The 1990 World Summit for Children placed the survival, development and protection of the girl child on the international agenda. It acknowledged that equal rights for girls and the equal participation of women in the social, cultural, economic and political life of societies were prerequisites for successful and sustainable development.


 The Beijing Platform for Action noted that discrimination and violence against girls began at the earliest stages of life, and continued through childhood into adult life. Fewer girls than boys survived into adulthood because of harmful attitudes and practices, such as son preference resulting in prenatal sex selection and female infanticide, female genital mutilation, early marriage including child marriage, violence, sexual exploitation and abuse, discriminatory food allocation and other practices related to health and well-being.  The outcome of the twenty-third special session of the General Assembly identified child labour, violence, lack of access to education, and sexual abuse as obstacles the girl child continued to face and called for the creation of an environment that did not tolerate violations of the rights of women and girls.


The General Assembly has regularly addressed the situation of the girl child, including through resolutions on traditional and customary practices affecting the health of women and girls, and trafficking in women and girls. In resolution 60/141 of 16 December 2005 on the girl child, the Assembly expressed deep concern about the discrimination and violation of the rights of the girl child, which placed girls at a disadvantage compared to boys with respect to education, nutrition, physical and mental health care, curtailed their rights, denied them the opportunities and benefits of childhood and adolescence and subjected them to various forms of cultural, social, sexual and economic exploitation. The Assembly also voiced concern that girls were among the most adversely affected by poverty and armed conflict.


Two studies submitted to the General Assembly at its sixty-first session drew attention to violence faced by   girls. The report of the independent expert for the United Nations study on violence against children noted that girls are at greater risk than boys of early marriage, genital mutilation, forced sexual intercourse or other forms of sexual violence, and forced prostitution. The study called on States to ensure that anti-violence policies and programmes are designed and implemented with a gender perspective, taking into account the different risks facing boys and girls in respect to violence. The Secretary-General’s in-depth study on violence against women underlined that a woman may experience various forms of violence across her life cycle. It highlighted particular forms of violence against girls and young women, such as son preference, prenatal sex selection, female infanticide, early marriage and forced marriage and dowry-related violence. It also pointed to sites where such violence occurs, for example within the family, in the community including in schools, and in conflict settings. The study drew attention to new and emerging forms of violence including “date rape”.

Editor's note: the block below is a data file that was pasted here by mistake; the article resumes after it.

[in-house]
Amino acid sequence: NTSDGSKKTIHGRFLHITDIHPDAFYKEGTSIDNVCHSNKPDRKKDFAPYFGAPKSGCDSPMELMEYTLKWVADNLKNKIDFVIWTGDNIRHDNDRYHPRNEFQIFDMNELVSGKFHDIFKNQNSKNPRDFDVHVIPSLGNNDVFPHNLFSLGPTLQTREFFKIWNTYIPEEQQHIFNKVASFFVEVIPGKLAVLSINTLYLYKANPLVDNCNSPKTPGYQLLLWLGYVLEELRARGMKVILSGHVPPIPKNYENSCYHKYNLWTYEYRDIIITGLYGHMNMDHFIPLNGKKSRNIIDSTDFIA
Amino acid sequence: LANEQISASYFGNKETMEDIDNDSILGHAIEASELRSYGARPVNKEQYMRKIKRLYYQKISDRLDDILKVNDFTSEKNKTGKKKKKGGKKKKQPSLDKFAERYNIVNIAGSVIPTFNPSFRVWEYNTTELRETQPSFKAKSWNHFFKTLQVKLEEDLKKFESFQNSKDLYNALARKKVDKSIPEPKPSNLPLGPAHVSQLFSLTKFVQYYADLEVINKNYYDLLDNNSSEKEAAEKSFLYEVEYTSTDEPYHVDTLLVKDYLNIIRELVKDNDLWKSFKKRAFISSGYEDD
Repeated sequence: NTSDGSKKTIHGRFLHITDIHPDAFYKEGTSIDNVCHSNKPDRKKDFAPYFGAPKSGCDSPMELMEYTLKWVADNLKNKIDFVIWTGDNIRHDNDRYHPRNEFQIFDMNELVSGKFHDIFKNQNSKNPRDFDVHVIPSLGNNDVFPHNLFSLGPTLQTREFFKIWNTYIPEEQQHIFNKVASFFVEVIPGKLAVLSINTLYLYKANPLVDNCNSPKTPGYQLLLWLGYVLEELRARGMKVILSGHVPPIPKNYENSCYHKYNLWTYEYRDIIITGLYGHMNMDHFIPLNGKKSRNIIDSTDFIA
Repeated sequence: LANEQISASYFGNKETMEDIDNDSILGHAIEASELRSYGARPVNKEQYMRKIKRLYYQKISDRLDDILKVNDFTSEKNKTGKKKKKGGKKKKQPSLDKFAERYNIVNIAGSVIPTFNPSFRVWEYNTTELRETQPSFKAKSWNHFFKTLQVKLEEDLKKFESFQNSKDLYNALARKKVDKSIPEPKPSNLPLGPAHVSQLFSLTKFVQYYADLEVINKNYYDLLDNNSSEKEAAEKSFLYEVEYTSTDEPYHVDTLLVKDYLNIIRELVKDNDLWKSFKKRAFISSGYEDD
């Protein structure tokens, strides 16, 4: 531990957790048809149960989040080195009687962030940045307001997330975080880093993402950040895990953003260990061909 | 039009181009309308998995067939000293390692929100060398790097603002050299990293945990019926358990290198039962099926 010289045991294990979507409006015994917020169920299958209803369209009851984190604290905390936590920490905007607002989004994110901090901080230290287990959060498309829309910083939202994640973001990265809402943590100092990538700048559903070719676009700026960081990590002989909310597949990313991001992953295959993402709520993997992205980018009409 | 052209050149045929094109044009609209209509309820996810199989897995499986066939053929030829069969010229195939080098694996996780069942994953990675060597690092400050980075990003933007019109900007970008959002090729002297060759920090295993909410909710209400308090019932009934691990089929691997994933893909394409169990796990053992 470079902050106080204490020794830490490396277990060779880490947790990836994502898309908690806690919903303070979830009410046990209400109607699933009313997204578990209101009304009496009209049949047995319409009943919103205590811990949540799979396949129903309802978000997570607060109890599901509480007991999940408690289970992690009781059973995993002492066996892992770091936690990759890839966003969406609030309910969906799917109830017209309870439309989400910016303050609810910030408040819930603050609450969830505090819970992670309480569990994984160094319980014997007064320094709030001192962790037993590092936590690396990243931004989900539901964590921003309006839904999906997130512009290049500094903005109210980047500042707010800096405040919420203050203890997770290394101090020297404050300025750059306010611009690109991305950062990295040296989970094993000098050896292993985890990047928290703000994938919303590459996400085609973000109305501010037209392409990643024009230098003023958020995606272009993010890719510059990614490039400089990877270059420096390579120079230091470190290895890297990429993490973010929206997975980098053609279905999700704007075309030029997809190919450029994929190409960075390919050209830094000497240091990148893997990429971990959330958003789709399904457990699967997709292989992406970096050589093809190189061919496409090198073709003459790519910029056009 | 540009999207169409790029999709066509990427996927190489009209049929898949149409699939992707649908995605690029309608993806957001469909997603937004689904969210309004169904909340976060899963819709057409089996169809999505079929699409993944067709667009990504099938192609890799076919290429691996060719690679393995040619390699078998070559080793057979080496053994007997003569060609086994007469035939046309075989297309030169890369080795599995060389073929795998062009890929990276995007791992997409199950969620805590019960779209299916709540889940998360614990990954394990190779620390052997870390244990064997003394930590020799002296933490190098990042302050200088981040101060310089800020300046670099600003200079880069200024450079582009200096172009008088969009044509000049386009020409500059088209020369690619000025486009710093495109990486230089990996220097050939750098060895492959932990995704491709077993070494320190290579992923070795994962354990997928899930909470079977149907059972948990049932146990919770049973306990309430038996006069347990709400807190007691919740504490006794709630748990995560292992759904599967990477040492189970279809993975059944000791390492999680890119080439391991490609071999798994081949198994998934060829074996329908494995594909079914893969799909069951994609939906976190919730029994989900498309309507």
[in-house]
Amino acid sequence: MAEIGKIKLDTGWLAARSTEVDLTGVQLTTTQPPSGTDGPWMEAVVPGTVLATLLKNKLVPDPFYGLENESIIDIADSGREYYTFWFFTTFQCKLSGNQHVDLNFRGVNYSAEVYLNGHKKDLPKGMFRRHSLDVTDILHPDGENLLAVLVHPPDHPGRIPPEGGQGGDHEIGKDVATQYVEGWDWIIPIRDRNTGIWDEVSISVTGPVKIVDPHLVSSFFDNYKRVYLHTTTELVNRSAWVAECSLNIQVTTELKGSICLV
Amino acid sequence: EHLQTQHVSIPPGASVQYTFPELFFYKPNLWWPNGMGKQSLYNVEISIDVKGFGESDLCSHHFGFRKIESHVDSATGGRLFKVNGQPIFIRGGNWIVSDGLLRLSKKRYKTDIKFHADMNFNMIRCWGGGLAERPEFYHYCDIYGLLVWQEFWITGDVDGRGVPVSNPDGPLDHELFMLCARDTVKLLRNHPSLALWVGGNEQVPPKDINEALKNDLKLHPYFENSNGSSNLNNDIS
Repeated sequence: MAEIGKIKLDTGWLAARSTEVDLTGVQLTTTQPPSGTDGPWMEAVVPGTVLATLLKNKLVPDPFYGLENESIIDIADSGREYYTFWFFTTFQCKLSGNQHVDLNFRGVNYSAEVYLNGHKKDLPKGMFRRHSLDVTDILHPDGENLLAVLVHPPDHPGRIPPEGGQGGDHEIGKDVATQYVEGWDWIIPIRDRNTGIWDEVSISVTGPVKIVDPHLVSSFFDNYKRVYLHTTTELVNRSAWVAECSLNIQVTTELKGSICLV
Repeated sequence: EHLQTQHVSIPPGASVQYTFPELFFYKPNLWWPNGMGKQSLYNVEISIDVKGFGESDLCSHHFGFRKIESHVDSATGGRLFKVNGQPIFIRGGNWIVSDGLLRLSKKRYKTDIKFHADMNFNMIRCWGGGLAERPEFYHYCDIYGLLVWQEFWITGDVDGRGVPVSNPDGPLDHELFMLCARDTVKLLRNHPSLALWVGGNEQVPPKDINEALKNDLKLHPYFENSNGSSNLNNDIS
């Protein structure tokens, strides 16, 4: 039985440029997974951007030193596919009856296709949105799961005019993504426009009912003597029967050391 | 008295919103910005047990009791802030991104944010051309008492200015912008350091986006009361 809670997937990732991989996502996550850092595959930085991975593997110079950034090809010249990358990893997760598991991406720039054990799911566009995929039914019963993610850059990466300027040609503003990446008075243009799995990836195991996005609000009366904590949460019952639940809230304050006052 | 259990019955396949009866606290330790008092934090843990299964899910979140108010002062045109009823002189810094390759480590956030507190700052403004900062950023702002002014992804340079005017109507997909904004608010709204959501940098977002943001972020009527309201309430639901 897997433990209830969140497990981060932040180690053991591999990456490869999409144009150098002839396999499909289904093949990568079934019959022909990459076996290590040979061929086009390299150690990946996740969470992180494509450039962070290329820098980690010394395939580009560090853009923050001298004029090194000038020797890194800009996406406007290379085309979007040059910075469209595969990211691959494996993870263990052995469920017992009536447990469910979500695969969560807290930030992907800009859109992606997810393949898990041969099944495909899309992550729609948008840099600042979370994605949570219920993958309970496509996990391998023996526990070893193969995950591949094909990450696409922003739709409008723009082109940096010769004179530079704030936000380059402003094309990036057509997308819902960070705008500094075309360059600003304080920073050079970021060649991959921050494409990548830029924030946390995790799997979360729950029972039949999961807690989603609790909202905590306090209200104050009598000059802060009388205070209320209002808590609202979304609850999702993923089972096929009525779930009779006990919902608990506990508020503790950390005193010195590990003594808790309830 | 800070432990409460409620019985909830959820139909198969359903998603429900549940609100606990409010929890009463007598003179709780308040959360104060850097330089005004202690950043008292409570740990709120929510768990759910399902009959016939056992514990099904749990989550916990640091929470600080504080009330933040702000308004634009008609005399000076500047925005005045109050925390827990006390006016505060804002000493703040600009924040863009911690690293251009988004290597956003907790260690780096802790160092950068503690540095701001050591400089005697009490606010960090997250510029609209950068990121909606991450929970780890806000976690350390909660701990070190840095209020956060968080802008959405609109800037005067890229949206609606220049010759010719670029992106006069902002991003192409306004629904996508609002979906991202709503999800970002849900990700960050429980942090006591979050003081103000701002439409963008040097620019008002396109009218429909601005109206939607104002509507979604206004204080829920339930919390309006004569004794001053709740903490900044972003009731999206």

The safety of girls is often jeopardized in the family, community and in educational institutions, in the very spaces that are supposed to provide them with safety, and at the hands of individuals and institutions charged with their protection.  The risk of sexual abuse at home and in the community is greater for girls than boys. According to a multi-country study by the World Health Organization (WHO), conducted in both developed and developing countries, a large percentage of women reported having been sexually abused before the age of 15, in most cases by male family members other than the father or stepfather. The Secretary-General’s in-depth study on violence against women draws attention to sexual harassment and violence against girls and young women in educational institutions. Sexual and gender-based violence that occurs in educational settings is mostly directed against girls by male teachers and classmates. Girls who engage in sports may face the risk of gender-based violence, exploitation and harassment. Some groups of girls are particularly disadvantaged and at greater risk of discrimination and violence, including adolescent girls, migrant girls, girls with disability or girls in detention. Poverty can be a major underlying factor in the increased risk of some girls to violence and threats to their well-being and development.


The empowerment of girls is key to breaking the cycle of discrimination and violence and protecting and promoting their human rights. Empowerment entails a process whereby girls gain more control over their lives, become active members of their communities and are able to make informed choices about issues that directly affect them. Supporting the empowerment of girls entails the elimination of all barriers that prevent them from developing their full potential, including through the provision of equal access to, and full participation in, education and training, health services, community activities, and girl-friendly spaces for interaction with their peers.